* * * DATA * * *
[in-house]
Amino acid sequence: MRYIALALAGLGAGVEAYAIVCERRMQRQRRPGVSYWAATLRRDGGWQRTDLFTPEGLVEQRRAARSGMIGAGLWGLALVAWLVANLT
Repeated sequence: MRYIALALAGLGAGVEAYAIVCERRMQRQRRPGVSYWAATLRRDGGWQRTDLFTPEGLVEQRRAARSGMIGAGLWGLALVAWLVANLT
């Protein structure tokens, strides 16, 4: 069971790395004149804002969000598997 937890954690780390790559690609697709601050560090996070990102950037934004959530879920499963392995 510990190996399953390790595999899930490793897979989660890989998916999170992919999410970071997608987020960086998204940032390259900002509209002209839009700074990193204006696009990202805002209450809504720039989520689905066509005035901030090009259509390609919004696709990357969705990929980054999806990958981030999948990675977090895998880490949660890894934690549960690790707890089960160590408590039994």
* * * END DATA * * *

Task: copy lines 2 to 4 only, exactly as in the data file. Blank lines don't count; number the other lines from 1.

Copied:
Amino acid sequence: MRYIALALAGLGAGVEAYAIVCERRMQRQRRPGVSYWAATLRRDGGWQRTDLFTPEGLVEQRRAARSGMIGAGLWGLALVAWLVANLT
Repeated sequence: MRYIALALAGLGAGVEAYAIVCERRMQRQRRPGVSYWAATLRRDGGWQRTDLFTPEGLVEQRRAARSGMIGAGLWGLALVAWLVANLT
């Protein structure tokens, strides 16, 4: 069971790395004149804002969000598997 937890954690780390790559690609697709601050560090996070990102950037934004959530879920499963392995 510990190996399953390790595999899930490793897979989660890989998916999170992919999410970071997608987020960086998204940032390259900002509209002209839009700074990193204006696009990202805002209450809504720039989520689905066509005035901030090009259509390609919004696709990357969705990929980054999806990958981030999948990675977090895998880490949660890894934690549960690790707890089960160590408590039994």